The primary objective of our research was to establish the technical feasibility of using the horseradish peroxidase (HRP) enzyme for natural and synthetic estrogens–estrone (E1), 17β-estradiol (E2), estriol (E3), and 17α-ethinylestradiol (EE2)–removal. The effects of temperature and pH on enzymatic treatment kinetics were investigated. Residual estrogen concentrations were quantified by liquid chromatography, coupled with mass spectrometry analysis. In a synthetic solution at pH 7 and 25±1 °C, the HRP enzyme-catalyzed process was capable of achieving 92–100% removal of E1, E2, E3, and EE2 within 1 h of treatment with an HRP activity of 0.017 U/ml. The influence of the pH (5–9) and temperature (5–35 °C) on estrogen removal was observed to be significant, with the optimum pH near neutral conditions. The results also showed that wastewater constituents significantly impact the HRP-catalyzed estrogen removal. The experimental research proved that the HRP-catalyzed system is technically feasible for the removal of the main estrogens present in the environment at low concentrations.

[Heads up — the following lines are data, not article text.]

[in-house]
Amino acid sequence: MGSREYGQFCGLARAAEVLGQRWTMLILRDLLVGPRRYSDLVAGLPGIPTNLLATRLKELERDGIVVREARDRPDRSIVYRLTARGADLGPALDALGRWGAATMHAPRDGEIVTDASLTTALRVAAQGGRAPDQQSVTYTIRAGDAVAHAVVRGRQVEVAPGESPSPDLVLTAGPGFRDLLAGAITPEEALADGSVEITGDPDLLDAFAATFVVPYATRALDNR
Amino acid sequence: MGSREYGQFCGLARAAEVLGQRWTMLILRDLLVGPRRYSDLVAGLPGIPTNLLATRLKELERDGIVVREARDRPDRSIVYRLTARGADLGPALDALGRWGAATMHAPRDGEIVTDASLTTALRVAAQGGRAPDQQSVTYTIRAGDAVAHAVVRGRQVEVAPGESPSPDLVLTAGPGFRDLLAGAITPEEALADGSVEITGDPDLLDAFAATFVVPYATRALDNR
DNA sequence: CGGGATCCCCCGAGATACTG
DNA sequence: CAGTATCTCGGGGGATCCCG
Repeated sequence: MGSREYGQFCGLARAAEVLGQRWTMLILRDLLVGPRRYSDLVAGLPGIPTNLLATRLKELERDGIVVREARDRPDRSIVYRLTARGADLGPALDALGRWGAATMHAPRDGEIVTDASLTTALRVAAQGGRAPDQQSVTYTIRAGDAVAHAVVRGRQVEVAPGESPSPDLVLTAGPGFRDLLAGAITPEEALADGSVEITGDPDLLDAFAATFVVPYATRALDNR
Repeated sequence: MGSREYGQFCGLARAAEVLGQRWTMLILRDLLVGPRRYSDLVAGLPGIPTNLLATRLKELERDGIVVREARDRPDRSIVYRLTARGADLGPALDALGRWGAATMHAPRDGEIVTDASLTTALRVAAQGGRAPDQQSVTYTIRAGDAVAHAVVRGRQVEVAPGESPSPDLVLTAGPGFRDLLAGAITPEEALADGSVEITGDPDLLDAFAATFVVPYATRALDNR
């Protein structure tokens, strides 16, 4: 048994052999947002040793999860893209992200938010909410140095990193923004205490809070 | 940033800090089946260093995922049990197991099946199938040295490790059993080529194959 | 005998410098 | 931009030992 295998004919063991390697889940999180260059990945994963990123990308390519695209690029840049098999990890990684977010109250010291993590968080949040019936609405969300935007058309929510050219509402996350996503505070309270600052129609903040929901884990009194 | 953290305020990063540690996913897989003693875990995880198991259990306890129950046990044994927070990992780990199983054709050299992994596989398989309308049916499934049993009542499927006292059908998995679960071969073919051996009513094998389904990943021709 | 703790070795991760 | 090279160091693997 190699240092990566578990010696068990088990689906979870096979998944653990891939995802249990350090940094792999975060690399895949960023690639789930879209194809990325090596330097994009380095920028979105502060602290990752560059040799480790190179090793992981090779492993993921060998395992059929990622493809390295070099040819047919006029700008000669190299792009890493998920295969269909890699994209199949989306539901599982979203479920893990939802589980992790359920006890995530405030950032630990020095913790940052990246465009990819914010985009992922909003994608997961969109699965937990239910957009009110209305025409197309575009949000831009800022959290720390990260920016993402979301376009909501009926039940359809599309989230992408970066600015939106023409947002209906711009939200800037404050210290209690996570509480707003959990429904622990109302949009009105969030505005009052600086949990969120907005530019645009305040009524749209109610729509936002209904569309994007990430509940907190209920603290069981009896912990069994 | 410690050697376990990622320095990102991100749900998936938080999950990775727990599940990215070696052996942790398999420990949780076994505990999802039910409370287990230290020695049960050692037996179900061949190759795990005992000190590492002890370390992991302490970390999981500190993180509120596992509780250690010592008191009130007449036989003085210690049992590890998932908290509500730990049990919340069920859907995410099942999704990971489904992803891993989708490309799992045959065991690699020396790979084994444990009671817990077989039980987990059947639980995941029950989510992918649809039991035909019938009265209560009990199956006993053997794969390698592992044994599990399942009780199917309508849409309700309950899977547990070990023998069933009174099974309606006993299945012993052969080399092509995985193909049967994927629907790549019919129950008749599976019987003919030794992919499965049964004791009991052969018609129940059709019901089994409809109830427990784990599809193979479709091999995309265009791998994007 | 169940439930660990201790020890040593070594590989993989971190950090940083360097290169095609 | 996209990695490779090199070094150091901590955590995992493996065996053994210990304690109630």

Natural and Synthetic Hormone Degradation using Horseradish Peroxidase Enzyme: Temperature and pH EffectsWater Research
Citation InformationAuriol, M., Filali-Meknassi, Y., Adams, C., Tyagi, R. D. (2006) “Natural and Synthetic Hormone Degradation using Horseradish Peroxidase Enzyme: Temperature and pH Effects,” Water Research, 40, 2847-2856.